If this was addressed I missed it (sorry) - does she own the house? If so, would she consider doing a "through the wall" unit? My last (row) house had two of those in the two main bedrooms and I really liked them because I could still use the regular windows if I wanted. Someone had made an a/c sized hole in the wall under the window, put in a window unit and just framed in somehow around it. Of course, someone would have to make the hole in the wall, but at least it's a one time deal. When I had to get one replaced, I could just buy a regular window unit and the appliance store I bought it from installed it. They really only worked for one room each, although when I felt clever, I'd hang a tension curtain rod at the top of the stairs and hang a piece of plastic, which actually did a decent job of keeping the cooler air on the second floor when I ran both units.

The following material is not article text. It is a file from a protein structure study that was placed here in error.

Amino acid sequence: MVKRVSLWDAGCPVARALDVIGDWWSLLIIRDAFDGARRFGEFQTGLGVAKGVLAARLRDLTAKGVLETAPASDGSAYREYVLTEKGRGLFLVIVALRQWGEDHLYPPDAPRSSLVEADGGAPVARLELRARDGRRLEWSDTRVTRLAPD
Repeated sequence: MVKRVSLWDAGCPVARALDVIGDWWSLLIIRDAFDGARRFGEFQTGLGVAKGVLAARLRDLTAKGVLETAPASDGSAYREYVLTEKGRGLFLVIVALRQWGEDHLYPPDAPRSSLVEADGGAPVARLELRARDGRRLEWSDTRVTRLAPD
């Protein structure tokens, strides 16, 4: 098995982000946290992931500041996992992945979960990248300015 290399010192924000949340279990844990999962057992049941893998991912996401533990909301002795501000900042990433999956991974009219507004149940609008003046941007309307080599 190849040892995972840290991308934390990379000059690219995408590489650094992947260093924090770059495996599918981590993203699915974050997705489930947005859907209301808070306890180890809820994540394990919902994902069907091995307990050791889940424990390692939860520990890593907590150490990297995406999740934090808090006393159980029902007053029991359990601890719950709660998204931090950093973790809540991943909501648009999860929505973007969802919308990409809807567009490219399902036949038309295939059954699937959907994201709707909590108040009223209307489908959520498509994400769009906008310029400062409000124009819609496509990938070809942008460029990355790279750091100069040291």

Otherwise since the basement is cooler, is there a way to configure a whole house window fan and have it pull air from the basement? I lucked out in that house because I had a laundry chute that I left open as a big air duct. (I don't mean a regular window fan; they make/made window exhast fans that sounded like small airplanes and were pretty powerful).
I hope you can figure something out to help her. Nothing worse than being hot and sticky while you're trying to sleep.
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On Tue, 24 Jun 2014 08:46:35 -0400, Stormin Mormon

That I will do.
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On 6/24/2014 9:07 AM, micky wrote:

She's fortunate to have good friends.
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On 6/24/2014 9:07 AM, micky wrote:

"the windows slide horizontally/"